After Apple (AAPL -0.09%) shares declined significantly from their peak following underwhelming guidance and negative supply-chain data points around its latest iPhones, Apple and software giant Microsoft (MSFT 0.71%) are now locked in battle for the title of the most valuable publicly traded company by market capitalization.

What's interesting, though, is that while investors think that both of these companies are worth about the same, Microsoft shares trade at just under 25 times expected fiscal 2019 earnings while Apple trades at under 13.4 times what analysts think it'll generate in its own fiscal 2019. Put another way: Apple makes more money than Microsoft does, but investors are willing to pay more for each dollar of Microsoft's earnings than they are for Apple's.

A woman in a glass atrium holding two boxed iPhones, smiling at an individual facing her

Image source: Apple.

Here, I'd like to offer two reasons that Microsoft, indeed, deserves a richer valuation than Apple does.

Microsoft is a more diverse business

Microsoft is a diverse business. It's the leading vendor of PC operating systems; it dominates the productivity software market with its Office products; it's a leading player in gaming with its Xbox franchise; it runs a highly successful cloud computing business; and more.

The software giant groups its various product lines into three reporting segments: "more personal computing," intelligent cloud, and productivity and business processes. These segments made up 38.3%, 29.2%, and 32.5% of the company's business and saw sales growth of 8%, 18%, and 20%, respectively, in the company's fiscal 2018.

Not only is Microsoft's business diversified, but each of its reporting segments performed well last year. The company is anything but a one-trick pony.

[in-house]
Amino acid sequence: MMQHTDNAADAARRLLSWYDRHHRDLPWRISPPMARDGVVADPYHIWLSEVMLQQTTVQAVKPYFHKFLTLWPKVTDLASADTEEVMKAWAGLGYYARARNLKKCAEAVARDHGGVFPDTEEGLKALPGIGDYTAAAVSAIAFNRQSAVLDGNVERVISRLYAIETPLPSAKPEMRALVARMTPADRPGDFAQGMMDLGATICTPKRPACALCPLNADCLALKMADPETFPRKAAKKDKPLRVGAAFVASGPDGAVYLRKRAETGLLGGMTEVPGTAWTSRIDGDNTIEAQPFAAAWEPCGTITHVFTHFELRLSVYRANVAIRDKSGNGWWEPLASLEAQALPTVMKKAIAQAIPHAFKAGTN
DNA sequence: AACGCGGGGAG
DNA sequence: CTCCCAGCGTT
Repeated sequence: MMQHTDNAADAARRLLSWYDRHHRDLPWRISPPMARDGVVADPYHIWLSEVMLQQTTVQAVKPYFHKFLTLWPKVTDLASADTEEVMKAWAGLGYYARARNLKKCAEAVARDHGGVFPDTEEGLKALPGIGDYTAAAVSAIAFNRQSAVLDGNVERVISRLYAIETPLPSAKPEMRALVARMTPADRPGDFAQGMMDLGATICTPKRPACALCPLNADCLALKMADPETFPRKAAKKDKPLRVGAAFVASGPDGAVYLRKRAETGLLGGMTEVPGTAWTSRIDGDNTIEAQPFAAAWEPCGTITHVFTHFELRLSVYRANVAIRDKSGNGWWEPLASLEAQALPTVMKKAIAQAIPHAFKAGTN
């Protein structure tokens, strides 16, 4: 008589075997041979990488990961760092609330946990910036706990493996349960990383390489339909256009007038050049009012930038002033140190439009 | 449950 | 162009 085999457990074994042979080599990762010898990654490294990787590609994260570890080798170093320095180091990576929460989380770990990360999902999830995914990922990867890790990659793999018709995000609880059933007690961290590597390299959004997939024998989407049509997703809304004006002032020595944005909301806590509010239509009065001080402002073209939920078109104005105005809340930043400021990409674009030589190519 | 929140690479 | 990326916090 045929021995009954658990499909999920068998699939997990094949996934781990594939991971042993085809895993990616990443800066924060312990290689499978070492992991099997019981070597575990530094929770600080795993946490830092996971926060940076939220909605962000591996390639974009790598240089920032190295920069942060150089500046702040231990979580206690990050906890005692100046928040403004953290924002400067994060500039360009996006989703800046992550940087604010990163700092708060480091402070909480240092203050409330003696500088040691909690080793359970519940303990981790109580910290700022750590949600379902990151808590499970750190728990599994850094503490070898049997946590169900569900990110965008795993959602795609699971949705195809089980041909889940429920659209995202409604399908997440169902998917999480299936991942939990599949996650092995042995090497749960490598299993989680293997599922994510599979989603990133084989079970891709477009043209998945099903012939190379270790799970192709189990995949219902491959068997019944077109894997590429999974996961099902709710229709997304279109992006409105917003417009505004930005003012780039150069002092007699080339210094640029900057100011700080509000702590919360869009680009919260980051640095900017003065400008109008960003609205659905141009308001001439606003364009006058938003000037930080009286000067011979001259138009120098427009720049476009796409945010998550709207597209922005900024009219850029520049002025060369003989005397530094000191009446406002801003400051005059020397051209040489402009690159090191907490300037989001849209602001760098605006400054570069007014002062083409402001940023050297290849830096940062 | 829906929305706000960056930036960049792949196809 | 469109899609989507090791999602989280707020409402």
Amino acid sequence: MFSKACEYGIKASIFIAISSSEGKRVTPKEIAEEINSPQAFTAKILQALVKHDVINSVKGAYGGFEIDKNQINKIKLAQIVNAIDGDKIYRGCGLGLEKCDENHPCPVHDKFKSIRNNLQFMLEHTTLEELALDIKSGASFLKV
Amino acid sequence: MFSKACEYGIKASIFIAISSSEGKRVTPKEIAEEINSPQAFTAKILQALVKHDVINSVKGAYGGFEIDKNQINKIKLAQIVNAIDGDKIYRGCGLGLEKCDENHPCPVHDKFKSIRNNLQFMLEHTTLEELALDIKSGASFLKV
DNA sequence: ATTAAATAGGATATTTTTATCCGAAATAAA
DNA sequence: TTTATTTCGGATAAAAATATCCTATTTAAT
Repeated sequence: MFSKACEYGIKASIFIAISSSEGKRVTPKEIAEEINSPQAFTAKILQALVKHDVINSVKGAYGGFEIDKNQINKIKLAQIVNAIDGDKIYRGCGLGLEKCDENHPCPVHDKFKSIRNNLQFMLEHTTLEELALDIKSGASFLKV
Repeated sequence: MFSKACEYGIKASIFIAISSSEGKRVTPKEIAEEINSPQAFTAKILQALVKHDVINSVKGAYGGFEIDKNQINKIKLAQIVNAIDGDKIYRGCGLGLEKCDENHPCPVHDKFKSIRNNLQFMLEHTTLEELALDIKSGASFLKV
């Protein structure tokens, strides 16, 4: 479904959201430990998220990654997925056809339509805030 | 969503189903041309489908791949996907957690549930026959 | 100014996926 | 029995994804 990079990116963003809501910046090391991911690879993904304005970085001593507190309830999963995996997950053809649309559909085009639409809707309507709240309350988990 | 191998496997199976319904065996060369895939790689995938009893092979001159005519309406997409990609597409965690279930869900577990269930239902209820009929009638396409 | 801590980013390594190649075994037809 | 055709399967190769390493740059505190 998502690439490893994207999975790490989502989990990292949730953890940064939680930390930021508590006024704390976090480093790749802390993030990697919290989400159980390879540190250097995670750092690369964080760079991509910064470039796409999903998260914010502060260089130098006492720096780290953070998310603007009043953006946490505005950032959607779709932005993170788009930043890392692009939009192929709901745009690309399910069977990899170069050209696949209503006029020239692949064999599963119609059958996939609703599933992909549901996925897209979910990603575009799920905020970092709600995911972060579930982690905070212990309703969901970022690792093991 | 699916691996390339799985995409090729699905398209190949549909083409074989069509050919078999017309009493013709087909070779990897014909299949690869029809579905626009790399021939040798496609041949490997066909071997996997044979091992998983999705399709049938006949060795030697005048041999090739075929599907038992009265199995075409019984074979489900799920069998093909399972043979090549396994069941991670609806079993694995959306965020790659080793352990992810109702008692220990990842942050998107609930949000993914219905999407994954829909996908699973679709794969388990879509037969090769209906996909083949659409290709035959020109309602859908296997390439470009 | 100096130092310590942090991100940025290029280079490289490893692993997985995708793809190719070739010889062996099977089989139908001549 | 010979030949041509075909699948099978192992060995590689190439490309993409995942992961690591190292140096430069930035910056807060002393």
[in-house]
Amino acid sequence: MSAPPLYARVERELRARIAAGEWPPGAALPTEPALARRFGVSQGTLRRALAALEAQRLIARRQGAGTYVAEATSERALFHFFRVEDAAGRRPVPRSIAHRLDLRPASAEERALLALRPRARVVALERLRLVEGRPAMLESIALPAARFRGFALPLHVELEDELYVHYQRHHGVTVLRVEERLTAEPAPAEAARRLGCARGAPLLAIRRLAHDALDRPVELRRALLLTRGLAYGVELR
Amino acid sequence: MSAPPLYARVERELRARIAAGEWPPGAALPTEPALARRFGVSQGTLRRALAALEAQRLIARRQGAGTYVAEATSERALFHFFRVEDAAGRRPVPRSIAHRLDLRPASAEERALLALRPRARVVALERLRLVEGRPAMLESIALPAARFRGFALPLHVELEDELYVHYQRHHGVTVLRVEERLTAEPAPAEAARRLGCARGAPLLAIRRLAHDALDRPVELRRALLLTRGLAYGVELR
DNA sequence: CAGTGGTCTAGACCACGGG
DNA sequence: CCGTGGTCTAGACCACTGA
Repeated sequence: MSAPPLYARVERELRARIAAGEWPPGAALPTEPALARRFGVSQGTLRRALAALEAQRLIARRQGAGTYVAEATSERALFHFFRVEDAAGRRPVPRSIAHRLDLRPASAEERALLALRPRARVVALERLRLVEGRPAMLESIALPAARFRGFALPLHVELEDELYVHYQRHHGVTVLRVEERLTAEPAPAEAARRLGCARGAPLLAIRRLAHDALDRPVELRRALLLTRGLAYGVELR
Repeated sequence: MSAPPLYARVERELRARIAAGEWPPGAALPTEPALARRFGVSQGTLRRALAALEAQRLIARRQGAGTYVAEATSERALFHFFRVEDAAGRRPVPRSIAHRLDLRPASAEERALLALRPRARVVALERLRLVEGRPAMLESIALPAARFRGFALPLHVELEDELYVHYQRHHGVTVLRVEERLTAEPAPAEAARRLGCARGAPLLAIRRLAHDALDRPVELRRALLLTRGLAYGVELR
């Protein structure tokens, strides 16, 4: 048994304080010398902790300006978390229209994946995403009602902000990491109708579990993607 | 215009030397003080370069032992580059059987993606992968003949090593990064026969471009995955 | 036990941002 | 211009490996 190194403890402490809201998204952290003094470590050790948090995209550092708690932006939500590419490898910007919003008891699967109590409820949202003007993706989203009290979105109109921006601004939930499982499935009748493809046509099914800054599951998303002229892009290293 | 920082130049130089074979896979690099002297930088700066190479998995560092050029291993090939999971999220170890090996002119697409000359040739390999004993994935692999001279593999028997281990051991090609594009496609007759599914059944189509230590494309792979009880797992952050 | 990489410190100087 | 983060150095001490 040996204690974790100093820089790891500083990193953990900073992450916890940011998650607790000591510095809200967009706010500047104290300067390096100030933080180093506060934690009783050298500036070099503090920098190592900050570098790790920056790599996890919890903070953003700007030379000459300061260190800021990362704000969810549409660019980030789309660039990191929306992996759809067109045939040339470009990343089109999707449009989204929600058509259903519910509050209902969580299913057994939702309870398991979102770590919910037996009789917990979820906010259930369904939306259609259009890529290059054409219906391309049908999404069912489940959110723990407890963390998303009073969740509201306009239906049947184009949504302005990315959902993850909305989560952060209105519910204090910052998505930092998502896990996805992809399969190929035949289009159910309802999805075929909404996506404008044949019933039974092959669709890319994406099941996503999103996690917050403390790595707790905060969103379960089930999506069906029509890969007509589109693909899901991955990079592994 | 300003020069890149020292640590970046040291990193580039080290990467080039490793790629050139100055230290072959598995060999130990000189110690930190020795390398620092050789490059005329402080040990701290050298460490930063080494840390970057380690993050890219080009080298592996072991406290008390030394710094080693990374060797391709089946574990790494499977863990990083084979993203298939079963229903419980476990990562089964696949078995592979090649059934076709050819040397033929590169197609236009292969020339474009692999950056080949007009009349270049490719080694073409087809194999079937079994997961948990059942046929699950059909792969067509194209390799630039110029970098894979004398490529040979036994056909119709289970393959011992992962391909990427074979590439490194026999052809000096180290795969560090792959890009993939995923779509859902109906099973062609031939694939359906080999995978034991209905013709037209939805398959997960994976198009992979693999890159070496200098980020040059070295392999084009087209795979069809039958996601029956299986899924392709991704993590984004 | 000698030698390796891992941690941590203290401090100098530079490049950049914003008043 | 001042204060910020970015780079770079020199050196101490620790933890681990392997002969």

Apple, on the other hand, derives a large percentage of its sales -- about 62.8% in its fiscal 2018 -- from its iPhone product line. When that business does well, as it did in the company's fiscal 2018, that can drive significant revenue and profit growth. However, if that business falls flat -- and the reports of iPhone production cuts, along with 3D sensing chip supplier Lumentum's recent dramatic downward guidance revision less than two weeks after issuing the original guidance, aren't good signs -- Apple's entire business may be adversely affected.

Now, to be fair, Apple doesn't only sell the iPhone. It has a fast-growing services business, and a thriving wearables business driven by the successes of products like the Apple Watch and AirPods. However, those businesses in aggregate only made up about 20.5% of the company's sales in fiscal 2018, so it's difficult for robust growth there to potentially make up for, say, a bum iPhone product cycle.

Apple also sells Mac personal computers and iPad tablets, but these businesses aren't huge and they're not exactly superstars, either. Apple's Mac business made up about 9.6% of its total revenue and declined 1% in fiscal 2018. The iPad was even less relevant at just under 7.1% of sales; it suffered a 2% drop in revenue that year, too. These are hardly the kinds of businesses that'll make investors willing to pay a premium for the stock.

The battle of the growth rates

Another thing to consider is that analyst estimates call for Microsoft to deliver significantly more robust growth over the next few years than Apple.

Those estimates call for Microsoft to grow sales by 12.7% in its fiscal 2019, followed by 10.6% growth in fiscal 2020. By contrast, Apple's sales are only expected to rise 5.2% in its fiscal 2019, followed by another 4.2% bump in its fiscal 2020.

Now, analyst estimates are subject to change as new data points come in, but right now the collective view of the analyst community is that Microsoft is on track for more robust growth over the next couple of years than Apple is. If you take analyst estimates to be a proxy for general investor expectations, it's little wonder that Microsoft commands a richer multiple than Apple does.